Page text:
Eb and Flo
I wonder if the 4 IF 3 OF formation is really the best. What about 3 layers of defenders or 5 infielders?
My original thought was that since strikeouts are on the rise, defensive chances decline. Relievers tend to have higher strikeout rates and lower ground ball rates. That quick thought doesn't do the work justice. I am not sure that strikeouts completely explain the shift.
Worthy of more thought. Too bad we don't have pitch fx data to compare eras.
You have to also look at the season ticket base, and what happens to the tickets those people don't want. This year, it has taken a while, but people are buying their single game tickets now on stubhub, not the 5,000+ the Twins still have available for every game.
My wife and I are also reconsidering our season ticket desire. This was a tough year as jobs made us miss more games in our packet than the norm. We managed to not lose ANY money yet on our ticket resales, which is a plus, actually turning a profit on a couple.
Next year, don't see that happening at all. Next year, we see the opportunity to, eprhaps, buy tickets for a game for as little as $5, or a buck. Who knows.
The incentive today is the CHANCE to buy A TICKET for the All-Star game. But the strip could cost as much as your season ticket package.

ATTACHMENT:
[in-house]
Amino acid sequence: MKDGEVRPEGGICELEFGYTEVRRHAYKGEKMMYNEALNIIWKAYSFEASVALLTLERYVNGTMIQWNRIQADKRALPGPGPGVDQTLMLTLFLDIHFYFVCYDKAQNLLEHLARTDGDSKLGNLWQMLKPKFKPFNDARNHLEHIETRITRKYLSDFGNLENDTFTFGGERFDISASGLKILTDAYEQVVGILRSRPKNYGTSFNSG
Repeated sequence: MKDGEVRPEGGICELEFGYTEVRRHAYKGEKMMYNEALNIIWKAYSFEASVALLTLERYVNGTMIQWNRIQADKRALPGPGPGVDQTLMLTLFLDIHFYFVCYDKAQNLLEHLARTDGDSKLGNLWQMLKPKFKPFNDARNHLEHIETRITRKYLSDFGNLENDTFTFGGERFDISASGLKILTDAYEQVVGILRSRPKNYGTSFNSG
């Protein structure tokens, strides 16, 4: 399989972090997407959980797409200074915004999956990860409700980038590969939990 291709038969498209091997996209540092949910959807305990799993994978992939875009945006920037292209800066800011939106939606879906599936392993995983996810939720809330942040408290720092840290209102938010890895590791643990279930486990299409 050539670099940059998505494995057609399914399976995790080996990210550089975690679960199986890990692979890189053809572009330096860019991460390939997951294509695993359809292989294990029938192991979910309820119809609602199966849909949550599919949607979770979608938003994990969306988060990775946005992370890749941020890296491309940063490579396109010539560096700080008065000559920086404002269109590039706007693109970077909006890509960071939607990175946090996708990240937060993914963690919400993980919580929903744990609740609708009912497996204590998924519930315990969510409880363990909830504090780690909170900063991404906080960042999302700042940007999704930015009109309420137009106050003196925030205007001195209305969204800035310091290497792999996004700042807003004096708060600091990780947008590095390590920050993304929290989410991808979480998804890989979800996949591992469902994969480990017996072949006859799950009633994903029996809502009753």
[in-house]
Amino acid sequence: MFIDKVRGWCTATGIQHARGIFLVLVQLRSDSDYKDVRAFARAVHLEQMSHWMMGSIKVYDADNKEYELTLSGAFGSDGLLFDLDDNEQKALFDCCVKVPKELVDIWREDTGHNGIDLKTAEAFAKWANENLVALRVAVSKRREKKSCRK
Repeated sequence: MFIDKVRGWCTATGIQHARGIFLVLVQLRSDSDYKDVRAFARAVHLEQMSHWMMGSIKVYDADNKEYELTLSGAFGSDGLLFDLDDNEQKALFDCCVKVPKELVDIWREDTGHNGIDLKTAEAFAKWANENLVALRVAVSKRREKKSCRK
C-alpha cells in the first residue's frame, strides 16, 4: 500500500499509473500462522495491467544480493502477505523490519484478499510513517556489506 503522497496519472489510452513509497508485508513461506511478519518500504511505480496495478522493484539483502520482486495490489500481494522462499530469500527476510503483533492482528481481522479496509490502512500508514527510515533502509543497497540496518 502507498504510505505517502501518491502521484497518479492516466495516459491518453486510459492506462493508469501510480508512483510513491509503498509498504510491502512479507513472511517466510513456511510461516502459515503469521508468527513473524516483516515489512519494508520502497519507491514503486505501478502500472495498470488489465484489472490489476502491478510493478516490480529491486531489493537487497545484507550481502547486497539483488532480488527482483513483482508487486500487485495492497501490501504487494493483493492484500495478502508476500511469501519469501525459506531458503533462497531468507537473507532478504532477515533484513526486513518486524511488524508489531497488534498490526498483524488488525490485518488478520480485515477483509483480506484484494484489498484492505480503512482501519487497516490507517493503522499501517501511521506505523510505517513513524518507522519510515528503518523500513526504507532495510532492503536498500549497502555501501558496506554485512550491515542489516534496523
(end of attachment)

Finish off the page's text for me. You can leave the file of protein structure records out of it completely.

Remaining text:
This year they are offering a 10% discount on concessions and such. Already get the free magazine and yearbook. I get free pop being a designated driver. I will save a half-buck on my hot-dog.
It will be interesting to see how the season ticket base turns out. Like myself, weighing the games assigned for me to go to versus just being able to wak up and buy a ticket (or purchase easily on stubhub -- amazing place, folks......).
This month, go to a weeknite game with 30,000 in attendance and roughly count the empty seats.
Minnesota = State
Twin Cities = Town, more or less
I actually do remember the difference from when I lived there.
As with election years ("all politics is local"), each team-attendance situation is likely keyed to on-field performance for some given years, and each market will react differently to the perceived success of the team. I'd be afraid to use too much statistical inference in the case of so relatively few datapoints, and be more inclined to eyeball it.
If a team in a new park keeps its winning percentage up, it seems as if the honeymoon can go on and on, i.e. higher attendance levels than in previous periods of team success in the old park. The Giants have been in their new park since 2000 and the honeymoon is still going strong; attendance dipped modestly during a period of poor on-field results but never to a level of the old park, and has since bounced back.
By contrast, if the team on the field stinks, the honeymoon can be short. The White Sox lost their attendance mojo very quickly after the winning stopped, and attendance was back down to something like where it was in the old park after just 4 years.
The decline in the Twins attendance in 2012 looks like on a similar trajectory to the Sox. Another losing season in '13 may have per-game numbers under 30K like before the move.
It could be something to do with what a market is receptive to; I have the sense that going to a Giants game (ditto Fenway, Wrigley) is more like an "event" while in a lot of other cases a team has to market competitiveness on the field, which in a zero-sum game has to run out of luck for some teams each year. But Minnesota is kind of a front-runner's town and there's probably not much the front office can do to market it differently.